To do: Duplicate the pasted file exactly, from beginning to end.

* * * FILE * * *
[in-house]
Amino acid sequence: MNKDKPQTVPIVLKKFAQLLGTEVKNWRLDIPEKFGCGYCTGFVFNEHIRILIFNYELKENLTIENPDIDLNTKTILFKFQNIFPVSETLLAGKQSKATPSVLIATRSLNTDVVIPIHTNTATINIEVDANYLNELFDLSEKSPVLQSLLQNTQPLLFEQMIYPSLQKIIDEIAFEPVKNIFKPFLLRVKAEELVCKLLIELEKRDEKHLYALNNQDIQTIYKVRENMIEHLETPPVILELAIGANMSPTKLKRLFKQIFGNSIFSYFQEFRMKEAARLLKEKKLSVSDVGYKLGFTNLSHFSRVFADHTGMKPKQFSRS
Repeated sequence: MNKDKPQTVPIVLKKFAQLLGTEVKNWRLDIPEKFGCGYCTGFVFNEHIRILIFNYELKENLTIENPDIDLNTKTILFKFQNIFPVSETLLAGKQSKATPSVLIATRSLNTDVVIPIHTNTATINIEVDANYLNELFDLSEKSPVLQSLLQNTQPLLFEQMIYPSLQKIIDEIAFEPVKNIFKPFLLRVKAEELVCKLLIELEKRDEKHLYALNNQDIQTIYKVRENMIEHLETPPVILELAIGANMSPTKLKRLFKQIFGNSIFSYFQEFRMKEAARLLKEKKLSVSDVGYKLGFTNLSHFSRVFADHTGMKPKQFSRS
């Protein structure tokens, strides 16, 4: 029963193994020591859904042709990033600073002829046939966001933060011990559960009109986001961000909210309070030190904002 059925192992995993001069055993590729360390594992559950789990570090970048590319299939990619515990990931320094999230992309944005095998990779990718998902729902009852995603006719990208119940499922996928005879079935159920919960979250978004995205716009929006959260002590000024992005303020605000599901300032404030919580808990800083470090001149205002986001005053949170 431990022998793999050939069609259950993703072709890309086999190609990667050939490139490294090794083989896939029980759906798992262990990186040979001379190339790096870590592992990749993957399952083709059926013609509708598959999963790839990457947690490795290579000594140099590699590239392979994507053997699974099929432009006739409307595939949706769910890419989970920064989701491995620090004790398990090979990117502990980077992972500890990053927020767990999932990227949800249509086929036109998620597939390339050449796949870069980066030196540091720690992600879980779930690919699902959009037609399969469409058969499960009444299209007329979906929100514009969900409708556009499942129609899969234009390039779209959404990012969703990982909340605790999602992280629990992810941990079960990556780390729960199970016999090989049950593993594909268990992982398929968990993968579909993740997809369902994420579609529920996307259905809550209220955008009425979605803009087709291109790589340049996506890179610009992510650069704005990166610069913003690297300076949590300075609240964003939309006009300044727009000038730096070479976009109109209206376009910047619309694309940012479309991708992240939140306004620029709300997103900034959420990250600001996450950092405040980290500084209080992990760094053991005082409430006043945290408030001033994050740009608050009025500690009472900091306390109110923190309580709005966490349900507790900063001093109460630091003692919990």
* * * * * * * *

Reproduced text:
[in-house]
Amino acid sequence: MNKDKPQTVPIVLKKFAQLLGTEVKNWRLDIPEKFGCGYCTGFVFNEHIRILIFNYELKENLTIENPDIDLNTKTILFKFQNIFPVSETLLAGKQSKATPSVLIATRSLNTDVVIPIHTNTATINIEVDANYLNELFDLSEKSPVLQSLLQNTQPLLFEQMIYPSLQKIIDEIAFEPVKNIFKPFLLRVKAEELVCKLLIELEKRDEKHLYALNNQDIQTIYKVRENMIEHLETPPVILELAIGANMSPTKLKRLFKQIFGNSIFSYFQEFRMKEAARLLKEKKLSVSDVGYKLGFTNLSHFSRVFADHTGMKPKQFSRS
Repeated sequence: MNKDKPQTVPIVLKKFAQLLGTEVKNWRLDIPEKFGCGYCTGFVFNEHIRILIFNYELKENLTIENPDIDLNTKTILFKFQNIFPVSETLLAGKQSKATPSVLIATRSLNTDVVIPIHTNTATINIEVDANYLNELFDLSEKSPVLQSLLQNTQPLLFEQMIYPSLQKIIDEIAFEPVKNIFKPFLLRVKAEELVCKLLIELEKRDEKHLYALNNQDIQTIYKVRENMIEHLETPPVILELAIGANMSPTKLKRLFKQIFGNSIFSYFQEFRMKEAARLLKEKKLSVSDVGYKLGFTNLSHFSRVFADHTGMKPKQFSRS
């Protein structure tokens, strides 16, 4: 029963193994020591859904042709990033600073002829046939966001933060011990559960009109986001961000909210309070030190904002 059925192992995993001069055993590729360390594992559950789990570090970048590319299939990619515990990931320094999230992309944005095998990779990718998902729902009852995603006719990208119940499922996928005879079935159920919960979250978004995205716009929006959260002590000024992005303020605000599901300032404030919580808990800083470090001149205002986001005053949170 431990022998793999050939069609259950993703072709890309086999190609990667050939490139490294090794083989896939029980759906798992262990990186040979001379190339790096870590592992990749993957399952083709059926013609509708598959999963790839990457947690490795290579000594140099590699590239392979994507053997699974099929432009006739409307595939949706769910890419989970920064989701491995620090004790398990090979990117502990980077992972500890990053927020767990999932990227949800249509086929036109998620597939390339050449796949870069980066030196540091720690992600879980779930690919699902959009037609399969469409058969499960009444299209007329979906929100514009969900409708556009499942129609899969234009390039779209959404990012969703990982909340605790999602992280629990992810941990079960990556780390729960199970016999090989049950593993594909268990992982398929968990993968579909993740997809369902994420579609529920996307259905809550209220955008009425979605803009087709291109790589340049996506890179610009992510650069704005990166610069913003690297300076949590300075609240964003939309006009300044727009000038730096070479976009109109209206376009910047619309694309940012479309991708992240939140306004620029709300997103900034959420990250600001996450950092405040980290500084209080992990760094053991005082409430006043945290408030001033994050740009608050009025500690009472900091306390109110923190309580709005966490349900507790900063001093109460630091003692919990």